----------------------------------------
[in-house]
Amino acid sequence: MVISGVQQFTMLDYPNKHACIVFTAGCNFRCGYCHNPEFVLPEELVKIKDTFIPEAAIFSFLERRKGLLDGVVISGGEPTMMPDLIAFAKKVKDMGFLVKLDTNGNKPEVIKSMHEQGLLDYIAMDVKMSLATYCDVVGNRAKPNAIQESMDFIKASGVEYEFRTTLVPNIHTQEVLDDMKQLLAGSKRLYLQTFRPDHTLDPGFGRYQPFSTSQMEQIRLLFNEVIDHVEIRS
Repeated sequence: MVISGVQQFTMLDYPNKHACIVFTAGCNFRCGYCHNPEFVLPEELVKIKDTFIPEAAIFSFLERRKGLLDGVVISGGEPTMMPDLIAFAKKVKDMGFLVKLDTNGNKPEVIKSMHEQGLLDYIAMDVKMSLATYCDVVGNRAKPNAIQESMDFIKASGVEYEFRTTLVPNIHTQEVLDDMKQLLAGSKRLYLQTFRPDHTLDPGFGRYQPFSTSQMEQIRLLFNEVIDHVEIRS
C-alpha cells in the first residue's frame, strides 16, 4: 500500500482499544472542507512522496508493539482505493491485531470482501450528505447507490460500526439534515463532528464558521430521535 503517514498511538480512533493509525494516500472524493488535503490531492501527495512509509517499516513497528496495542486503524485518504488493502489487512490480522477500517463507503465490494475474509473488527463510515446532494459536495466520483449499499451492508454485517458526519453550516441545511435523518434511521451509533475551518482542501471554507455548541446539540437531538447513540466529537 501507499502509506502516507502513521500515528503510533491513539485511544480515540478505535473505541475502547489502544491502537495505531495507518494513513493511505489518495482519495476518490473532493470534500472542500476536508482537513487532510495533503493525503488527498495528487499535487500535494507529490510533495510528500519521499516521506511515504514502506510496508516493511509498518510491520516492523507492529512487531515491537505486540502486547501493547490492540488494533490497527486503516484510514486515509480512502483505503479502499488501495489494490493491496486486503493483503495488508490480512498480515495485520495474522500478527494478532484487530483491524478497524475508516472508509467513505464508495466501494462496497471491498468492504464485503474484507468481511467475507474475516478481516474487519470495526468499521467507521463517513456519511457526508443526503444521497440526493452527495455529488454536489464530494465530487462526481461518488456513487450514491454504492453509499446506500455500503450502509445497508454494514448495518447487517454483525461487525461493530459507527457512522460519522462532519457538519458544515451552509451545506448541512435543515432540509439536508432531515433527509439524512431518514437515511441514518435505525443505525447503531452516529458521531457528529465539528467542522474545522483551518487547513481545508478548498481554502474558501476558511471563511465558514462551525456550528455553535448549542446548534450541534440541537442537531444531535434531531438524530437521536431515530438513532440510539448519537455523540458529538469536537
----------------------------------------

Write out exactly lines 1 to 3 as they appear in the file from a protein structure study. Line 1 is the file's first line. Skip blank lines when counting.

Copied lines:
[in-house]
Amino acid sequence: MVISGVQQFTMLDYPNKHACIVFTAGCNFRCGYCHNPEFVLPEELVKIKDTFIPEAAIFSFLERRKGLLDGVVISGGEPTMMPDLIAFAKKVKDMGFLVKLDTNGNKPEVIKSMHEQGLLDYIAMDVKMSLATYCDVVGNRAKPNAIQESMDFIKASGVEYEFRTTLVPNIHTQEVLDDMKQLLAGSKRLYLQTFRPDHTLDPGFGRYQPFSTSQMEQIRLLFNEVIDHVEIRS
Repeated sequence: MVISGVQQFTMLDYPNKHACIVFTAGCNFRCGYCHNPEFVLPEELVKIKDTFIPEAAIFSFLERRKGLLDGVVISGGEPTMMPDLIAFAKKVKDMGFLVKLDTNGNKPEVIKSMHEQGLLDYIAMDVKMSLATYCDVVGNRAKPNAIQESMDFIKASGVEYEFRTTLVPNIHTQEVLDDMKQLLAGSKRLYLQTFRPDHTLDPGFGRYQPFSTSQMEQIRLLFNEVIDHVEIRS